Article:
Swimmer’s ear… it might not sound like a horrible thing, but the fact is that it can cause a lot of complications. In fact, swimmer’s ear can even lead to partial loss of hearing, and you don’t have to be a swimmer to experience it. Swimmer’s ear is nothing more than an infection, and an infection is never a good thing. An infection means that you’ve got bad bacteria somewhere, and having it in your ear can be devastating, especially if it leads to pain and loss of hearing. Swimmer’s ear is something laypeople call an outer ear canal infection. The symptoms of swimmer’s ear include pain, redness in the ear, difficulty hearing, and discharge of fluid from the ear, among others. However, these are only the mild symptoms you can experience from swimmer’s ear. The more severe symptoms of this medical condition include severe pain and redness, pus discharge from the ear, blockage causing loss of hearing, pain that radiates to the neck and head, and even swelling of lymph nodes. One very severe complication that can occur from swimmer’s ear can even be life-threatening. This is why it’s never good to take swimmer’s ear lightly. Another reason is the complications that can occur due to this infection.
If you’ve ever experienced swimmer’s ear, you know how painful and disruptive it can be to your life. In fact, you may have experienced it without even knowing it. Swimmer’s ear is the term that is often used for it, but the fact is swimmer’s ear is nothing more than in infection of the outer ear canal. Everyone, even those who never swim, can develop that outer ear canal infection. It can be a very painful occurrence that can even affect your ability to hear. This is why it’s important to learn about how to prevent swimmer’s ear. It’s also why it’s important to learn a little about the various swimmer’s ear treatments available to you.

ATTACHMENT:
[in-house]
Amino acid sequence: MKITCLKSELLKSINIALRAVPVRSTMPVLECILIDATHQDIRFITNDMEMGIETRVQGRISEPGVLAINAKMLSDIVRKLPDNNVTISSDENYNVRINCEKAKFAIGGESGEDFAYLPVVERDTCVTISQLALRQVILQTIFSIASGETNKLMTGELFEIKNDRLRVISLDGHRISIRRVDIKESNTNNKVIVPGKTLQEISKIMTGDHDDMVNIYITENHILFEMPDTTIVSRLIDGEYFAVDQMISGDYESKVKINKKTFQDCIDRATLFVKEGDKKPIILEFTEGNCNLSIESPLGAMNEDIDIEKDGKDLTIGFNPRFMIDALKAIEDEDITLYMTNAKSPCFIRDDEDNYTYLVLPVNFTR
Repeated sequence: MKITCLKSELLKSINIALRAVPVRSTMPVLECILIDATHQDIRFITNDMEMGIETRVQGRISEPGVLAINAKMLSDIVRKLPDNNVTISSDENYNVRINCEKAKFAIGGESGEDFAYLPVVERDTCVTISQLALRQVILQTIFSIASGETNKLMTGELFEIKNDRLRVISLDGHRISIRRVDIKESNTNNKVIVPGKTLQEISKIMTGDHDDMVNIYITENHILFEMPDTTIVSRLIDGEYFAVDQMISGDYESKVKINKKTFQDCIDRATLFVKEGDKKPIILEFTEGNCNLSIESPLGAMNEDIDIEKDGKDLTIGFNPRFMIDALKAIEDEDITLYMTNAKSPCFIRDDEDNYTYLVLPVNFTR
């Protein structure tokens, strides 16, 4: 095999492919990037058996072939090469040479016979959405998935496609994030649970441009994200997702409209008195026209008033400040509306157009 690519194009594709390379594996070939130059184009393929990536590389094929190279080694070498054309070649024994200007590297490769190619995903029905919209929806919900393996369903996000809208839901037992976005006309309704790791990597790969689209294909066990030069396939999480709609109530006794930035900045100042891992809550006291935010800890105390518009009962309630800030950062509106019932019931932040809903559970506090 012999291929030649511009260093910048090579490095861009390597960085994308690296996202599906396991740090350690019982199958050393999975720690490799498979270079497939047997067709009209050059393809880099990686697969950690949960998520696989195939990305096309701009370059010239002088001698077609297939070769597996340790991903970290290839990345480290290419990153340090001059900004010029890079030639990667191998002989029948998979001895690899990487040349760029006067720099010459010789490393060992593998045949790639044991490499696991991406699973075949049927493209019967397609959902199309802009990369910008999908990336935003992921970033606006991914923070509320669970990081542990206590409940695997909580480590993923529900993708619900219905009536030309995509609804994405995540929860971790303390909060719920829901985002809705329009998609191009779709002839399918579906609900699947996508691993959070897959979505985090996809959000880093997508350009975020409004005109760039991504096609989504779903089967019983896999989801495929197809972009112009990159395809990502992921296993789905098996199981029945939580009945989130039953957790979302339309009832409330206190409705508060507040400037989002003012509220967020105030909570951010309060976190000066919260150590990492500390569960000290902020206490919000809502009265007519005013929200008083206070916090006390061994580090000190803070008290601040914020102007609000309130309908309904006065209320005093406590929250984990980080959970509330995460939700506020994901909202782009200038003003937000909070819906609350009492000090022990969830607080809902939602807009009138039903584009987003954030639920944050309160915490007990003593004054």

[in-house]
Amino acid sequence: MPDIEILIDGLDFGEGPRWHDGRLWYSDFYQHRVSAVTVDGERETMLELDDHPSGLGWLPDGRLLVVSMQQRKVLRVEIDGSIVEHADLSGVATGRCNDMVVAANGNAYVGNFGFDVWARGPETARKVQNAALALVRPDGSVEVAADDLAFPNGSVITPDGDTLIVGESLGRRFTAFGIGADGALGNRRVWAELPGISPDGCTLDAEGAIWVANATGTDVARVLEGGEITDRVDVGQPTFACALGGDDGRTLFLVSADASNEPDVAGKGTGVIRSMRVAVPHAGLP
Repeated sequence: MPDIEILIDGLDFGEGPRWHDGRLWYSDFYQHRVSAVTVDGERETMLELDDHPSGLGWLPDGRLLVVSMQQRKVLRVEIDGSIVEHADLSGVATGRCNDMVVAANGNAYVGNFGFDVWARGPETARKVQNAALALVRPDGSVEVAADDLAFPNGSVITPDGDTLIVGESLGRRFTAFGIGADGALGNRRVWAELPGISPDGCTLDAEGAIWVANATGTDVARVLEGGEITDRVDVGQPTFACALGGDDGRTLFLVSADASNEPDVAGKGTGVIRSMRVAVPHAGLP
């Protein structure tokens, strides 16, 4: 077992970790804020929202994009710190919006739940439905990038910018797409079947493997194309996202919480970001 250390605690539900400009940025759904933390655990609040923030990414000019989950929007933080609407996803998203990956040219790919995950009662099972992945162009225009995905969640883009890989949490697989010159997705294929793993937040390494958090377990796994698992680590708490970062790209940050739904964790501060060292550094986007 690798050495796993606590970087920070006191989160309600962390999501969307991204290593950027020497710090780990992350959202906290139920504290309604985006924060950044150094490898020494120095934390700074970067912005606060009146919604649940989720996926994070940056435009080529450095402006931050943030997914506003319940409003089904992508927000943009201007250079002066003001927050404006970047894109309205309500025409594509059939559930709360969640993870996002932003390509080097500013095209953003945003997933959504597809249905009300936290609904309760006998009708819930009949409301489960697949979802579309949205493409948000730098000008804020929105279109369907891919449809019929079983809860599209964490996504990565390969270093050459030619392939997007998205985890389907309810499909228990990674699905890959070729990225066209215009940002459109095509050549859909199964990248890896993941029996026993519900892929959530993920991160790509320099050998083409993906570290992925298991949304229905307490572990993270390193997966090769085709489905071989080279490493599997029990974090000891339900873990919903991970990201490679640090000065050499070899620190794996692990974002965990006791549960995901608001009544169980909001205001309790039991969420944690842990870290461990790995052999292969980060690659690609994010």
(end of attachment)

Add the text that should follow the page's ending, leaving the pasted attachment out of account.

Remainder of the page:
Swimmer’s ear isn’t just for swimmers. It’s only named ‘swimmer’s ear’ because swimmers tend to experience it more than other people. But the fact is that swimmer’s ear can happen to anyone; just because you’re not a swimmer, don’t expect to be immune from it. The website of the Mayo Clinic defines swimmer’s ear, simply, as an infection in the outer ear canal. (The outer ear canal is that part of the ear’s structure which runs from your eardrum to the outside of your head.) So, if you have ears, you can get swimmer’s ear, and you don’t have to swim to get it. Do you take showers or baths? Do you wash your hair? Do you ever find yourself caught in the rain or in humidity? Do you use headphones or clean your ears with cotton swabs? If you answered ‘yes’ to any of these questions (and hopefully you did, especially the shower/bath thing), then you can be prone to these infections of the outer ear canal that are also known as ‘swimmer’s ear.’